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Folklore’s Contemporaries; Dynamics of Burhi Aai’r Xadhu, 2022

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Since the colonial era, Assamese folklore in the form of tales narrated to young children to make them fall asleep has been carried over from one generation to the other. If not the whole folklore story but even small details of them remain fresh in the minds till the present date. Although the folklore stories of Lakshminath Bezbora’s collection of Burhi Aai’r Xadhu, Koka Deuta, and Nati Lora were published back in the 1820s, some of the writings reflect the present-day mindset even today. 

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Set in the backdrop of almost more than 30 to 40 years back, some of the ideologies regarding women for instance have not changed even today. 

It is a sad reality to be with, in the first place. But the impact these folklore tales have on our life has been magnificent. The present society is now so much involved with themselves that narrating tales and talking to their children has become a ‘task’ for many parents. 

The folklore stories which were earlier narrated by the grandparents right before a child goes off to sleep remind the child of good and evil and truth and lies. Now even the Children’s Stories are available on YouTube which no doubt has helped many young parents to adapt to new changes but has also changed the very notion of listening to a tale and slowly dozing off on the laps of your grandmother. 

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4 Amazing Folklore Stories with Morals

SILONI’R JIYEK’OR XADHU or The Story of the Kite’s Daughter 

The story of Siloni’r Jiyek or the story of the kite’s daughter depicts some of the concepts which are still prevalent in today’s date. 

The beginning of the folklore story tells us how a father longs for a son to carry forward his pottery tradition. This ideology is very common in the patriarchal society of India. 

The story revolves around the very idea of a mother’s love, who may or may not be biological. But the love of a mother is unconditional. Aai’s birth mother sacrifices her love for her daughter by sending her away to keep her safe. The kite can also be said to be Aai’s mother in disguise. She raised her along with her babies and protected her from all evils. She was delicately placed in a nest and was given all sorts of necessities starting with a comb, silk cloth, lipstick, and mirror. The small minute details of the story highlight the unconditional love of a mother. 

The folklore story delicately focuses on the idea of marriage from a women’s perspective, of how a woman is made to marry off to someone who is ‘settled’ and ‘well established’. In this case, the merchant bears the image of a ‘settled man’ having seven wives. Although the merchant loved Aai, her stepsisters did not like her and caused trouble in her married life, by constant plotting and scheming against her.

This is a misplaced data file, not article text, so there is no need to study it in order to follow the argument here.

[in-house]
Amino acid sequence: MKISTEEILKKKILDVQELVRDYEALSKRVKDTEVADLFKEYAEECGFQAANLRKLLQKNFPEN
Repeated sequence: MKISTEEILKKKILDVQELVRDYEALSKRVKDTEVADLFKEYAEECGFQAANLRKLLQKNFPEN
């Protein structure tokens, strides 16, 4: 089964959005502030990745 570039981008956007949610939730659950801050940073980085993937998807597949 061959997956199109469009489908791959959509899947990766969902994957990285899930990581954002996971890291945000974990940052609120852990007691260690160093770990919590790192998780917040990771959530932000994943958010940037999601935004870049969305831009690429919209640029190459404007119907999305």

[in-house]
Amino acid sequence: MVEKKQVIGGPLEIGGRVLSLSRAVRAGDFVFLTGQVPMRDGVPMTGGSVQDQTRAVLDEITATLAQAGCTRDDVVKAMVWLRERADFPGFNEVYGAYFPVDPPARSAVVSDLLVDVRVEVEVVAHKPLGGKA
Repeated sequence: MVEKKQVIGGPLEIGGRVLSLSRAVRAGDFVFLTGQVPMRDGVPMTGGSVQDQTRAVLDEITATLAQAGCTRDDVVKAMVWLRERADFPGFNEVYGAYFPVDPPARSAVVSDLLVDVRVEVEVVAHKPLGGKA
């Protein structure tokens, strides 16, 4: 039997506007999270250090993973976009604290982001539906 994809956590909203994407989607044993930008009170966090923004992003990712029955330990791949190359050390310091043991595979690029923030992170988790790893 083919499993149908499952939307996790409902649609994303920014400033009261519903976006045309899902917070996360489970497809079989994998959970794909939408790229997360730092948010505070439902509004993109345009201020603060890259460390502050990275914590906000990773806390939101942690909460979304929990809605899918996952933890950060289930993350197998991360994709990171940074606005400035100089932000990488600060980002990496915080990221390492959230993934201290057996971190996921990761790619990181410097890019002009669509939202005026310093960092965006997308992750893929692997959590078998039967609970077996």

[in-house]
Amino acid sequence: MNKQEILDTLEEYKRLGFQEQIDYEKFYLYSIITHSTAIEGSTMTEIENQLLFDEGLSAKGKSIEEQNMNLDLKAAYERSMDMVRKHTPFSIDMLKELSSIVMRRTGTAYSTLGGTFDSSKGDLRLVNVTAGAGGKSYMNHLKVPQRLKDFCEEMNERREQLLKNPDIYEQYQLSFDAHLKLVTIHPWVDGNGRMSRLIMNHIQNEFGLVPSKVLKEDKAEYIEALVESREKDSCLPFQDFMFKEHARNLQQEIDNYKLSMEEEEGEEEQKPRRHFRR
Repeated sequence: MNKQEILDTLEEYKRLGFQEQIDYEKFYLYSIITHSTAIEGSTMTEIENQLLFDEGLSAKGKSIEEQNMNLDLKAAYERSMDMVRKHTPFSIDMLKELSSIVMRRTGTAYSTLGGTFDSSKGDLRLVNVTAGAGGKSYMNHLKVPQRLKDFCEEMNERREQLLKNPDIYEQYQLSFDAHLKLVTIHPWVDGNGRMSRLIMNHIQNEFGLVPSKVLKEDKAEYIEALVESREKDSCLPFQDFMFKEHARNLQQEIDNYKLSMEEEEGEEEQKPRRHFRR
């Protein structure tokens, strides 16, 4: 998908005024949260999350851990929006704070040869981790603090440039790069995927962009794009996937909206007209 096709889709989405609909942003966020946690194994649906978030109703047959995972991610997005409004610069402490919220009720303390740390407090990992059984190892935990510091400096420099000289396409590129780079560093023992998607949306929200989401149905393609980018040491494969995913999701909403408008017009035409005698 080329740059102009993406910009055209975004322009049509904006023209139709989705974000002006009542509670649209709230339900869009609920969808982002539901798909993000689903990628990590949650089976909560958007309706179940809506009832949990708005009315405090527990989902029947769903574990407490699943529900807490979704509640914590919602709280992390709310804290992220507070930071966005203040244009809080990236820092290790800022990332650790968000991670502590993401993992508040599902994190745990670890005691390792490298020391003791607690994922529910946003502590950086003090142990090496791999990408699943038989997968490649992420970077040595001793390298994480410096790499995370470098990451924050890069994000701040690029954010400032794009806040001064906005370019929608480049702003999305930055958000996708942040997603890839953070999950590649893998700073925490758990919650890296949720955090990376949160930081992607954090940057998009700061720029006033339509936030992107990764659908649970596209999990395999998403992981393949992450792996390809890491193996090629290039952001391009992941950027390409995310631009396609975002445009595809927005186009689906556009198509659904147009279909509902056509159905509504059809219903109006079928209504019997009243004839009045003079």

Aai finally realizes that since the merchant behaved in a particular way with his other wives, he could do the same with her, if he decides to remarry. 

The story finally comes to a full circle after Aai learns the skill of pottery herself. The folklore story brings out the irony of how her father abandoned her in the belief that a girl would not be able to carry forward his tradition.

KOTA JUA NAAK KHARONI DI DHAAK: A Tale of Put kharoni on your chopped-off nose

This story has somewhat a different storyline from the previous one. 

The story begins with an orphan daughter-in-law of a king. The King had seven sons and thus seven daughters-in-law. Rani who was the orphan was the youngest amongst all. 

In the beginning, the story gives us an idea of how Rani was looked after. She was kept in a protective bubble with no knowledge of good and evil. This is something that must be highlighted, as many parents have this notion that keeping their children in a safe bubble with no experience will help them stay away from danger. 

But, isn’t it the case that until a child doesn’t fall, how will he be able to stand up on his own. 

You will have to let the child be on their terms so that they can learn and grow. 

Here, since Rani was brave enough she did not hesitate to take a step and got away from the clutches of the thief who had decided to marry her. 

Eventually, the folklore story ends with the thief’s nose being chopped off for eve’s dropping. As a result of his act, Rani applied Kharoni to his open wound so that he suffers in pain.

Therefore, this coming-of-age story of a princess saving herself can be depicted as somewhat a naive princess coming to terms with the harsh reality of life.  Thus, the story also gives us an idea of how a woman can stand tall and fight her odds even if her ‘prince’ does not come to save her.

TEJA ARU TULA; A Tale of Two Sisters Undone by Fate

Teja and Tula is a tale or myth that is based on the experiences of a group of people or a society and is deeply ingrained in their customs and culture. This folklore narrative is fundamentally a typically Assamese story with a powerful moral theme or message.